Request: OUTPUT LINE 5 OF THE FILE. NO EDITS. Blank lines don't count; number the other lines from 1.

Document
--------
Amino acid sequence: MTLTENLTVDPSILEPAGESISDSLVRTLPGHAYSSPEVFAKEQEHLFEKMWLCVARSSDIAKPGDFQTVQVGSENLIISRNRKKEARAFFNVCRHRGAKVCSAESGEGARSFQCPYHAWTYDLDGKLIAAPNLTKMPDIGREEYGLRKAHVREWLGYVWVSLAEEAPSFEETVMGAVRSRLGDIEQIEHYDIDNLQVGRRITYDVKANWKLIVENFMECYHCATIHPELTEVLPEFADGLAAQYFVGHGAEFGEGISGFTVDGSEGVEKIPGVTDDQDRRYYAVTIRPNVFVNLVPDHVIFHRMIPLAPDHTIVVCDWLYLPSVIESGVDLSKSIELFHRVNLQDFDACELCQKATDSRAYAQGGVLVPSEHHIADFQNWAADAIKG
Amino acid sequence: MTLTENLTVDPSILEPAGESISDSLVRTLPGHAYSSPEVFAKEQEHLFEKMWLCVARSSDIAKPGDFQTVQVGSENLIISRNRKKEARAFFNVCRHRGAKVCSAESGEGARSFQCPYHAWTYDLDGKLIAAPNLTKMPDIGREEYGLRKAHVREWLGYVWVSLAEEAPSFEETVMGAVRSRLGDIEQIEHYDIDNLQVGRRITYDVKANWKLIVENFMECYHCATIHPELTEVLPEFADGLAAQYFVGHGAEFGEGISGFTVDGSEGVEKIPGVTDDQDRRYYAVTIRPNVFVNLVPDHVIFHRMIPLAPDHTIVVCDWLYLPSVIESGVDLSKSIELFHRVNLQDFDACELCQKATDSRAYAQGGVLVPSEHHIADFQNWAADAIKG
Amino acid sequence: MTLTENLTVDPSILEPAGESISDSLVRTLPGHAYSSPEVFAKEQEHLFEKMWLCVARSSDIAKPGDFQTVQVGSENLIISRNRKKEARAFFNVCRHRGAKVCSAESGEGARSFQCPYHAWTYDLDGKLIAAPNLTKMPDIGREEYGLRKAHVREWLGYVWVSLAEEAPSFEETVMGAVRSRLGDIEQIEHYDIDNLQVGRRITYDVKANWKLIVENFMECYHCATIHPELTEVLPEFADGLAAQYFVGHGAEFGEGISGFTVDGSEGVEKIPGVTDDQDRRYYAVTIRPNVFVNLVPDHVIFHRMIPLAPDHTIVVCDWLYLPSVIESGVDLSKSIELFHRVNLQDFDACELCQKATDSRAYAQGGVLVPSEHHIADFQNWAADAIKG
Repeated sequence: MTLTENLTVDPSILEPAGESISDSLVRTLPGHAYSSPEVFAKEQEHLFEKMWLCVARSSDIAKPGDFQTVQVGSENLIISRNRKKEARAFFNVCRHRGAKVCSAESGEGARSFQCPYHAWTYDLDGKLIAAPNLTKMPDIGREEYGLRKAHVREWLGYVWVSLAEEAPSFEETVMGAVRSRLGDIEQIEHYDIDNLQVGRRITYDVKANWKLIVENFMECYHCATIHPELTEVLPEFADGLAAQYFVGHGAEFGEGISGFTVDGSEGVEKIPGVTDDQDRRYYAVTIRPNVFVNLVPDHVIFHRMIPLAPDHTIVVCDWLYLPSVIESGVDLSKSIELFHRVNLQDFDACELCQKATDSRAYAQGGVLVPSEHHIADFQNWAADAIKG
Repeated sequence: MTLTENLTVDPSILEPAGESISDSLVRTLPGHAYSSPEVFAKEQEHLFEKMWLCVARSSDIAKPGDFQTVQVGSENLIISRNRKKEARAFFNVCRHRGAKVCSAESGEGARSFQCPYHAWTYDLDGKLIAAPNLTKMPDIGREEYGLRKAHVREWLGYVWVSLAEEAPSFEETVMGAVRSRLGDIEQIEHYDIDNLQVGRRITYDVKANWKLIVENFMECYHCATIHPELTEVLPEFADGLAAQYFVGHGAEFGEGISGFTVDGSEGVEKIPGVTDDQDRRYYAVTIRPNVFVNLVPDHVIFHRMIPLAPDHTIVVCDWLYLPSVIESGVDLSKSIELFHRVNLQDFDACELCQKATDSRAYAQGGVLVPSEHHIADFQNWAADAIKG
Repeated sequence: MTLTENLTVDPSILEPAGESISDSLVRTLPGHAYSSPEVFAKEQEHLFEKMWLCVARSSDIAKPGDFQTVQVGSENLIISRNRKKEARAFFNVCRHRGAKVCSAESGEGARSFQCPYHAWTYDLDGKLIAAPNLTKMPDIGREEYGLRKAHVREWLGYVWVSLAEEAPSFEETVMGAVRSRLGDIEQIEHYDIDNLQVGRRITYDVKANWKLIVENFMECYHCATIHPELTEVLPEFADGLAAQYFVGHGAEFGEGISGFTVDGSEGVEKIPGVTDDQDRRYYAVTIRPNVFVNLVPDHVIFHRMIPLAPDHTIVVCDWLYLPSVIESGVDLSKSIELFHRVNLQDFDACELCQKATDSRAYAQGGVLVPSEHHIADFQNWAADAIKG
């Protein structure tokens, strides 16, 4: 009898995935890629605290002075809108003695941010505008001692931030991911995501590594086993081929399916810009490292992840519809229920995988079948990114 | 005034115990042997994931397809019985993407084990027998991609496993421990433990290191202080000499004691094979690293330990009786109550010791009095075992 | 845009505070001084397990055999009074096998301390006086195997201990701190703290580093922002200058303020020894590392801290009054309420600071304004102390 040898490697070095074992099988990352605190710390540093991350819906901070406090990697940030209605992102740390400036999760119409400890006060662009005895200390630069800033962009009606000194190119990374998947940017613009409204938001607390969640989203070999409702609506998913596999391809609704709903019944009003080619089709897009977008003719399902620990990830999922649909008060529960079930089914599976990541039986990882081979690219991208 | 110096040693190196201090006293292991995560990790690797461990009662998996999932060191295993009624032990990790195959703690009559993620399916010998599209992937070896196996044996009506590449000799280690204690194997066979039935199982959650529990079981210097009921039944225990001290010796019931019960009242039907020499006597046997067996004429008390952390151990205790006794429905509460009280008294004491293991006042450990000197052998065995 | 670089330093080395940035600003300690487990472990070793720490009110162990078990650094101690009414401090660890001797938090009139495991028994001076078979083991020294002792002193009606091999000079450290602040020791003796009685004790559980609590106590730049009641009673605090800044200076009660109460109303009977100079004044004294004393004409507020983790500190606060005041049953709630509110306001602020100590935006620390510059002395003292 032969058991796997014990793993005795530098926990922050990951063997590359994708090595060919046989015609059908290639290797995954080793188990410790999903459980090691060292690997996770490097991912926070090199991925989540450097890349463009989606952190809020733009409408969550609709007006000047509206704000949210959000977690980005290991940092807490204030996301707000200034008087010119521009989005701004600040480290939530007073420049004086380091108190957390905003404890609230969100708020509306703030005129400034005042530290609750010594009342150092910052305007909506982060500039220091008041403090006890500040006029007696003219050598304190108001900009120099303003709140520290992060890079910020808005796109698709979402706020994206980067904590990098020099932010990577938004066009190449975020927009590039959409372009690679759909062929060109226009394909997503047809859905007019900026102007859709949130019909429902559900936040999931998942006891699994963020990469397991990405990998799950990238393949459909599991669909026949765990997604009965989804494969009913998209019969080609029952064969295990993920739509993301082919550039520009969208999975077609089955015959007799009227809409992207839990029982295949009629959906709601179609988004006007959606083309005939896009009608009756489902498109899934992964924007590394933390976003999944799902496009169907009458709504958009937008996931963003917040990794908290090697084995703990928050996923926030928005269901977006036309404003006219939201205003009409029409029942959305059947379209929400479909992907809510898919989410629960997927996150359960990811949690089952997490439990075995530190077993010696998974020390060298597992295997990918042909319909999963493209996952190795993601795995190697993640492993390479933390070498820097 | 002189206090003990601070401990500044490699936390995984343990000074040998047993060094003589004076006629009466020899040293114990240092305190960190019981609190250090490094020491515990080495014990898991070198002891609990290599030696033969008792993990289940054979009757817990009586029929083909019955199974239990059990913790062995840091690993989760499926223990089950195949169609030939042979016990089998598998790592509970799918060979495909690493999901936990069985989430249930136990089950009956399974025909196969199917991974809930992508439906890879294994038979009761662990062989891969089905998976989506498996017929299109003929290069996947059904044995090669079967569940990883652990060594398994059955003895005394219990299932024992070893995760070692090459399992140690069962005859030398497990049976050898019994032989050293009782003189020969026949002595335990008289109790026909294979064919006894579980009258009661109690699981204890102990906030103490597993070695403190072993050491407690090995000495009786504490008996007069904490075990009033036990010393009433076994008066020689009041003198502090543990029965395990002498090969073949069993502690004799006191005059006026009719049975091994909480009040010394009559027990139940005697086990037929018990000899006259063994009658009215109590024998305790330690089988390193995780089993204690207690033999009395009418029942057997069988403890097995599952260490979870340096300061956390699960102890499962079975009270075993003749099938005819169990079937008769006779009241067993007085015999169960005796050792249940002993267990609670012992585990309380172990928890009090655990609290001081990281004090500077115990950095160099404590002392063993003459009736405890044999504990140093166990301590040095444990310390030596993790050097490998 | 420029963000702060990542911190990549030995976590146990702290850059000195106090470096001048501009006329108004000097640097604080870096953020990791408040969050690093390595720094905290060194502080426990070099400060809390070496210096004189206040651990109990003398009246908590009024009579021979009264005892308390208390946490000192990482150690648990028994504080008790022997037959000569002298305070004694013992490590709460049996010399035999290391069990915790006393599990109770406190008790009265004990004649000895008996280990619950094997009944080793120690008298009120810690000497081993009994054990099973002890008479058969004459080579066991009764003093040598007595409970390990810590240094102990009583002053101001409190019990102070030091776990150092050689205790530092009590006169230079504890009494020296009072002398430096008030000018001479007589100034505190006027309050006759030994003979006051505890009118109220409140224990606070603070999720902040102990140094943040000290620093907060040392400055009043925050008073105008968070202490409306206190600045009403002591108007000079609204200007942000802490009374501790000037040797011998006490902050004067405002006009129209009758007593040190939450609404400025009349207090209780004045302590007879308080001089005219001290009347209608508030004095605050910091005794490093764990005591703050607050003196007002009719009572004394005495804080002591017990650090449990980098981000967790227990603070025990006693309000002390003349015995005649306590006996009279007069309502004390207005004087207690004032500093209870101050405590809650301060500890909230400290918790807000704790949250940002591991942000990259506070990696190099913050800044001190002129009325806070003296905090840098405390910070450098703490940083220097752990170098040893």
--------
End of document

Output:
Repeated sequence: MTLTENLTVDPSILEPAGESISDSLVRTLPGHAYSSPEVFAKEQEHLFEKMWLCVARSSDIAKPGDFQTVQVGSENLIISRNRKKEARAFFNVCRHRGAKVCSAESGEGARSFQCPYHAWTYDLDGKLIAAPNLTKMPDIGREEYGLRKAHVREWLGYVWVSLAEEAPSFEETVMGAVRSRLGDIEQIEHYDIDNLQVGRRITYDVKANWKLIVENFMECYHCATIHPELTEVLPEFADGLAAQYFVGHGAEFGEGISGFTVDGSEGVEKIPGVTDDQDRRYYAVTIRPNVFVNLVPDHVIFHRMIPLAPDHTIVVCDWLYLPSVIESGVDLSKSIELFHRVNLQDFDACELCQKATDSRAYAQGGVLVPSEHHIADFQNWAADAIKG